“When I was at my lowest point, that’s when the worst people came into my life,” Aiden said.
I was talking to Aiden (not his real name), an entrepreneur who started his company six years ago. He was 32 years old at the time and had market experience and vision.
Aiden started by building a successful one-man consulting practice. Then he started to invest in software development and was spending money faster than it was coming in.
Needing help with the business, he decided to reach out to his college roommate who had his own business serving the same market but with different services.
It turned out the guy didn’t want to work hard, and he didn’t have the business skills necessary to succeed. This cost Aiden money, time, and equity.
Aiden needed to raise money to survive and straighten out the mess. He still had skills, consulting revenue, and vision for his company, but he also had a bad partner he needed to buy out. And he needed working capital for the payables and to build a product. It wasn’t looking good.
“That’s when I started to meet these lowlifes. They preyed on me when I was desperate for cash. I had a wife and three kids to support, and they knew it. They promised they could raise the money. All I had to do was give them $5,000 to get started,” he said.
“It was like my last $5,000. I did this deal with two different people. I found out they were all talk and no action. When I finally figured these guys out, I demanded my money back. One gave me half back when I threatened to expose him. The other told me to screw off.”
Fighting through these tough times, he went back to consulting to raise the money he needed to give him the time to straighten out the mess and support his family.
Three Years Back
He credits the mess to surrounding himself with bad advisors who sounded good but didn’t know what they were doing. He trusted the wrong people and almost lost it all.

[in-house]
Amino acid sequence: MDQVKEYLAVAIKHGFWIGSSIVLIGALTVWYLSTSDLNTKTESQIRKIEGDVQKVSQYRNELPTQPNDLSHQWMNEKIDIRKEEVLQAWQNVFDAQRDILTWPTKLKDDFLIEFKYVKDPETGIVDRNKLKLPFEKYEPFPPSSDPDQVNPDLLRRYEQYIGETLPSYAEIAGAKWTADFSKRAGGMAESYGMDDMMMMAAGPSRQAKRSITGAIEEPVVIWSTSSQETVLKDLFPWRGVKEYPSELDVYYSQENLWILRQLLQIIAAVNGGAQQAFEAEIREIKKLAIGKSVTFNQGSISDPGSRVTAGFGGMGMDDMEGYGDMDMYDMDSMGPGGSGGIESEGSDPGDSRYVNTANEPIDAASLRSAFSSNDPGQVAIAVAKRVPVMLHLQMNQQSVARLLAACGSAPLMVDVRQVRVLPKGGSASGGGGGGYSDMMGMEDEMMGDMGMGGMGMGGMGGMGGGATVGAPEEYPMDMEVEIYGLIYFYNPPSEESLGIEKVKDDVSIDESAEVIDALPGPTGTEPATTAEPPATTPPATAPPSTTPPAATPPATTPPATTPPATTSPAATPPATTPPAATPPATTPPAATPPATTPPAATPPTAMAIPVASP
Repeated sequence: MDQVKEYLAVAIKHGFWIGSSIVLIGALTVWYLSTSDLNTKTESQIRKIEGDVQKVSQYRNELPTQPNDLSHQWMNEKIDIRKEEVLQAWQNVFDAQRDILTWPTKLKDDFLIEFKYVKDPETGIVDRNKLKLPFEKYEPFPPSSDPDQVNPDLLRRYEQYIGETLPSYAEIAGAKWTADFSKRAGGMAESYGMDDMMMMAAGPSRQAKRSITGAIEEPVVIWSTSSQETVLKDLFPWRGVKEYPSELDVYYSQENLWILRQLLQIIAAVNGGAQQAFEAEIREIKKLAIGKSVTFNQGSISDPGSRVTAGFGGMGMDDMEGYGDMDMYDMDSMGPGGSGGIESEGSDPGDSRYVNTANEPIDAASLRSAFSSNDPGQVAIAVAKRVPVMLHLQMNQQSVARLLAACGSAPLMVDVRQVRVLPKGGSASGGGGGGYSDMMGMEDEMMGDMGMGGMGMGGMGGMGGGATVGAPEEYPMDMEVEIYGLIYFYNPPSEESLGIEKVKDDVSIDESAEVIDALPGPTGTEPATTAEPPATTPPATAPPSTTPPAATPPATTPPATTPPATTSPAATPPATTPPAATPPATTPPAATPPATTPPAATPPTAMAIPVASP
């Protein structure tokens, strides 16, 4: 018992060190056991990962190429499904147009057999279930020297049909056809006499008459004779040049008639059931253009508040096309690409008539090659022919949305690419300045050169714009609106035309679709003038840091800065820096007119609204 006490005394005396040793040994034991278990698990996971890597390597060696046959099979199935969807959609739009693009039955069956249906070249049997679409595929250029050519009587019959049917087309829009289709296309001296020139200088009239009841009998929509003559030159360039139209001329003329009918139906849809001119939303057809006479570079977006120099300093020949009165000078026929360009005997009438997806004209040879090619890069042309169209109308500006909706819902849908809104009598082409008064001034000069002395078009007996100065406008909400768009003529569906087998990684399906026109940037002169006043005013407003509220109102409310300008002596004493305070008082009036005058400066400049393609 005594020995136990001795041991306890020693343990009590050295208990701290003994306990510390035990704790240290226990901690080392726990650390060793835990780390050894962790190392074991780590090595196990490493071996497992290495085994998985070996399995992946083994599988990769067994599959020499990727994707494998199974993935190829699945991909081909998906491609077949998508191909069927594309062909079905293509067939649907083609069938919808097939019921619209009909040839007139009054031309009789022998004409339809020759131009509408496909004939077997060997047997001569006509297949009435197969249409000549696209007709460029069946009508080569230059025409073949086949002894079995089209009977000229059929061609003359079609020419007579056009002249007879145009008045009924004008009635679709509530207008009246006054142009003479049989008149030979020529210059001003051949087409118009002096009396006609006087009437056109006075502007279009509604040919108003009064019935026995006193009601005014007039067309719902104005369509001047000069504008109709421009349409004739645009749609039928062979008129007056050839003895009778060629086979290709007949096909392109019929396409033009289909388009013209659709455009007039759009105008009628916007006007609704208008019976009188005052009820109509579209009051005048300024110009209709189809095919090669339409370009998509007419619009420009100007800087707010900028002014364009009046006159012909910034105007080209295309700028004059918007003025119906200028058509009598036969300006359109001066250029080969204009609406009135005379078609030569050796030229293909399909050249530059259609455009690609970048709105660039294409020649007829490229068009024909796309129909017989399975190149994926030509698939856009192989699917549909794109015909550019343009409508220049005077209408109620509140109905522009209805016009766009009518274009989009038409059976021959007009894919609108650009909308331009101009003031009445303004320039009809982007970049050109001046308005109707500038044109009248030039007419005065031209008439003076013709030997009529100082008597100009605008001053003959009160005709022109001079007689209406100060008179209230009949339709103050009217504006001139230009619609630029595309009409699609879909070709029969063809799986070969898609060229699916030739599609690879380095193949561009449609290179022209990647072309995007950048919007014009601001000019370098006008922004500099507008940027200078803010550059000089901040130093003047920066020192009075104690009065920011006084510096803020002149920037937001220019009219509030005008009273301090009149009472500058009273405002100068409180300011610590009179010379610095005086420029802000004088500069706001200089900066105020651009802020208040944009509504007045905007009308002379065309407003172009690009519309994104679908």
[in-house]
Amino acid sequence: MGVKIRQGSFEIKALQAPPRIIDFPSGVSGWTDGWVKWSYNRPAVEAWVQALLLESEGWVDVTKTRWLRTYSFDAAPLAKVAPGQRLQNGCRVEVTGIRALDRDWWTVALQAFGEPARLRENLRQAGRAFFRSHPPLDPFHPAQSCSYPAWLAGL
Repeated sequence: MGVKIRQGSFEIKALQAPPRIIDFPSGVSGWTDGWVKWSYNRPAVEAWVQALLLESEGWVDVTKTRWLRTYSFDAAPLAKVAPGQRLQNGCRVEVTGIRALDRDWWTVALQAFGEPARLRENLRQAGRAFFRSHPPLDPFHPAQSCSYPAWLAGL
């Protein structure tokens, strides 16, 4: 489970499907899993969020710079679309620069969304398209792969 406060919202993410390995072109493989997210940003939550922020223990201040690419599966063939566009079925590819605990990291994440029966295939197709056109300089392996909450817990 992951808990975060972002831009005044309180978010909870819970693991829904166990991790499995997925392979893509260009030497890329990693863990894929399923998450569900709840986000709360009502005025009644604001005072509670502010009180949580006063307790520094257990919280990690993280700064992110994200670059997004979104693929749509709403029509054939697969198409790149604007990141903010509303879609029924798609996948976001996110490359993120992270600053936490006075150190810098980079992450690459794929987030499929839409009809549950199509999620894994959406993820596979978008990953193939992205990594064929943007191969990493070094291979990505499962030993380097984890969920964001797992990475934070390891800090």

It took him almost three years to get back on track. The people he dealt with in the past had his money and he got experience. He used this experience to rebuild and gain acceptance to a credible accelerator program. Then he used their network of quality advisors to refinance his company and relaunch. Good for him.
Beware the Flattery
I asked Aiden, “What could you have done to avoid the lowlifes who almost ruined you?”
“I was too quick to trust people. They would tickle my ears with compliments and tell me how connected and experienced they were. I thought they could help. It is really important for entrepreneurs to do due diligence on these people.
“When I looked into the guys who ripped me off, all it took was a couple of calls to discover their terrible reputations. This was also true of the advisors,” he said.
Being a first-time entrepreneur is difficult. You expect everything will go well, but it doesn’t. You need help to build a great company. And help seems to be everywhere. So what should you do?
- Create a relationship with an attorney who knows the startup community.
- Associate with a credible startup program in the community like ATDC, Flash Point, Techstars, and others. You become credible simply by association. These programs are very selective. You may not make the cut when you first apply, but keep hanging out in their space. Keep networking. Meet entrepreneurs who are where you want to go. Ask for their advice and contacts. You’ll learn who is real and who is not real. But be patient.
- Partner with an advisor with a great reputation. These people are out there. Your attorney can help you gain introductions if you are new to the startup community.
- Start building your business. Paying customers are the greatest credibility builder. You, and you alone, are responsible for raising money. Your advisor and the startup program you are associated with will introduce you to the right people. But it is up to you.
People will either help make you a success or bring you down. You get to choose. It is your life, your dream, your family…and ultimately, your responsibility.